theme-sticky-logo-alt

10 No-Fuss Ways to Figuring Out Your uncaught referenceerror: invalid left-hand side in assignment

0 Comments

The referenceerror is one of the most frustrating things to come across in the JavaScript community. Many developers refer to it as the “Uncaught ReferenceError” because it is so hard to spot the problem.

To make matters worse, the error message contains the source of the error, not the problem at hand. The error message is basically something like “Invalid expression”, “An error occurred”, or “The expression was not evaluated correctly”. It could be interpreted as if you had used a var, a function, or an assignment expression in the wrong order, but it’s not something you can rely on. There’s not really much you can do about it.

With this in mind, to figure out that your code is not functioning as intended you need to look at the error message. In this case, it seems that you are trying to assign two things on the same line, which is absolutely the wrong way to do it. This error message is pretty clear on the issue. One thing that is different is that it tells you that the problem came from a left-hand side assignment.

In your code you must always use a left-hand side assignment. If you do, it doesn’t matter what you assign it. If you don’t assign a left-hand side assignment, then it just tells you that the code you are trying to do is incorrect. This is not the case here. It’s also a nice idea to always assign a left-hand side assignment.

The way you assign a left-hand side assignment is important, and yet left-hand side assignment is so rarely used in programming that its value is hard to quantify, even to the people who use it. It has come a long way. For example, the most common case is for an if statement to have a left-hand side assignment. Yet in the modern world we all use the same syntax for the assignment operator.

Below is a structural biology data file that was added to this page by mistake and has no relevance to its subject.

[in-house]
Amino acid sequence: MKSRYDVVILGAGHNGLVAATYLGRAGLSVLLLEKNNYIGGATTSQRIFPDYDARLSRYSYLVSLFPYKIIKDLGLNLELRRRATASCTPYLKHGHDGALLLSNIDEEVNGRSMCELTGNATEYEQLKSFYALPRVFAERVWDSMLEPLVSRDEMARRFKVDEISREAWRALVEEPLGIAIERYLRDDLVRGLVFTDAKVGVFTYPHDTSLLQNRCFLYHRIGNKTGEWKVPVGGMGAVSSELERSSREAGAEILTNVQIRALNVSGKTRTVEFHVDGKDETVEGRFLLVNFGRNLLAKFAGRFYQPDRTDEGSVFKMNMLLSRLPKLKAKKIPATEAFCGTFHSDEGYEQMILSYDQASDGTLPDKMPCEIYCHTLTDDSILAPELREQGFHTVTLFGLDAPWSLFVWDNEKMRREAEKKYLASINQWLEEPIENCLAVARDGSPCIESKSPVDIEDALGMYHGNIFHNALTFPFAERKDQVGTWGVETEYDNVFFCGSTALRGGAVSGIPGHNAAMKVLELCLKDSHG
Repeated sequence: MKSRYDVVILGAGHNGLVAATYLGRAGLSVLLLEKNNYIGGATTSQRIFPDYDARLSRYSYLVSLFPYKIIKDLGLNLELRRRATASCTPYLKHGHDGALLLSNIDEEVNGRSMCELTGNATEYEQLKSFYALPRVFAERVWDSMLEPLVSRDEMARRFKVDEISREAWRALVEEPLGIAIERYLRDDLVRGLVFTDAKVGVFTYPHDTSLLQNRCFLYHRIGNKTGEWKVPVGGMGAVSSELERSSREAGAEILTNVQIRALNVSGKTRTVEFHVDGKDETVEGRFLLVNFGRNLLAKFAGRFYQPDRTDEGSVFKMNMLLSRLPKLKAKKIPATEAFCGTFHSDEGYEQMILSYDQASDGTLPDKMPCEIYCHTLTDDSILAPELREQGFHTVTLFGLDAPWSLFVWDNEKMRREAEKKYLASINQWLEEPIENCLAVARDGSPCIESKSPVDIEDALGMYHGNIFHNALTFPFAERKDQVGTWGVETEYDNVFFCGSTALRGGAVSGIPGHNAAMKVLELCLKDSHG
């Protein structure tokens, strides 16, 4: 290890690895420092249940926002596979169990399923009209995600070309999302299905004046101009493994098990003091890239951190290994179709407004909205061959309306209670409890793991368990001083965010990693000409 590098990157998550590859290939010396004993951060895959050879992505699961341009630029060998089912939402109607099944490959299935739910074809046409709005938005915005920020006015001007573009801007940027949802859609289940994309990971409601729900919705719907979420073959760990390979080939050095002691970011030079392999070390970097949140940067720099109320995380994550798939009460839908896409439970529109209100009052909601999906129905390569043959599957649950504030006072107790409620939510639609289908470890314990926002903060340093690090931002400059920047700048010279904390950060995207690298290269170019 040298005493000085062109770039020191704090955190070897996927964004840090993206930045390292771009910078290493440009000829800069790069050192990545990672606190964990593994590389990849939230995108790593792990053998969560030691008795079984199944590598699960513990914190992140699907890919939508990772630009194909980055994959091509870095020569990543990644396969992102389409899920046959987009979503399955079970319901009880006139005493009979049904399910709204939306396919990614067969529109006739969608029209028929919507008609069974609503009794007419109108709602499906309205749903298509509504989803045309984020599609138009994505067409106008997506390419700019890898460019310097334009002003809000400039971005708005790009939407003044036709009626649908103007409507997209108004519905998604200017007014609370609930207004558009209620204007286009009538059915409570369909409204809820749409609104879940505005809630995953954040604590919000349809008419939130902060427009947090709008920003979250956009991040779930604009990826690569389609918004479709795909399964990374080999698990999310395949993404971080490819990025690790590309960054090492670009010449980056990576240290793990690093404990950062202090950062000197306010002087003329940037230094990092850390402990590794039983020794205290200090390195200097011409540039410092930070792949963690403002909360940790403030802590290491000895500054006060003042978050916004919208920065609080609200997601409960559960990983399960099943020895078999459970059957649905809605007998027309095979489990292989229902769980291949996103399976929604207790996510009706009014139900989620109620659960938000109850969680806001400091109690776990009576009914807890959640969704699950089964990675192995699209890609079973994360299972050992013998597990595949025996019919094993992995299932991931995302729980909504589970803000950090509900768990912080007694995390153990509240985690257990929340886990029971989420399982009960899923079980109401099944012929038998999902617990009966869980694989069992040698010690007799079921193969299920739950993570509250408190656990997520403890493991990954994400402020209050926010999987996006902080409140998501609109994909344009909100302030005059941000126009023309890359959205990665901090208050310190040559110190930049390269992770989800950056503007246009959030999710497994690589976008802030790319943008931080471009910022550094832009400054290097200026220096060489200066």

In this case, it’s not really a left-hand side, but rather an assignment to a variable with the left-hand side. So it’s a little strange to see this, but more often than not we see things like this when we assign to a variable with a left-hand side.

Sometimes its not a left-hand side, but rather an assignment to a variable with a right-hand side. But this doesn’t always happen. For example, in some cases we can assign to a variable with a left-hand side, but not a right-hand side. In this example, the assignment to the variable with the left-hand side is invalid, but the assignment to the variable with the right-hand side is valid.

I’m not always able to get the details on this, but I seem to be one of those people who doesn’t look at the left-hand side of an assignment until I’m about to send them away.

This happens because an assignment to a variable that is not used before the assignment to the variable with the right-hand side is invalid. This is most often used when a variable with a right-hand side is used as an argument to another function, like in this example.

We’ve all been there, the moment the right-hand side of an assignment is mentioned, and then its not clear if the left-hand side is being used as a argument. The rule of thumb is that you should look at the left-hand side of an assignment until your eyes convince you otherwise.

Previous
Next

0 Comments

Leave a Reply

15 1 0 4000 1 https://a1meatsupply.com 300 0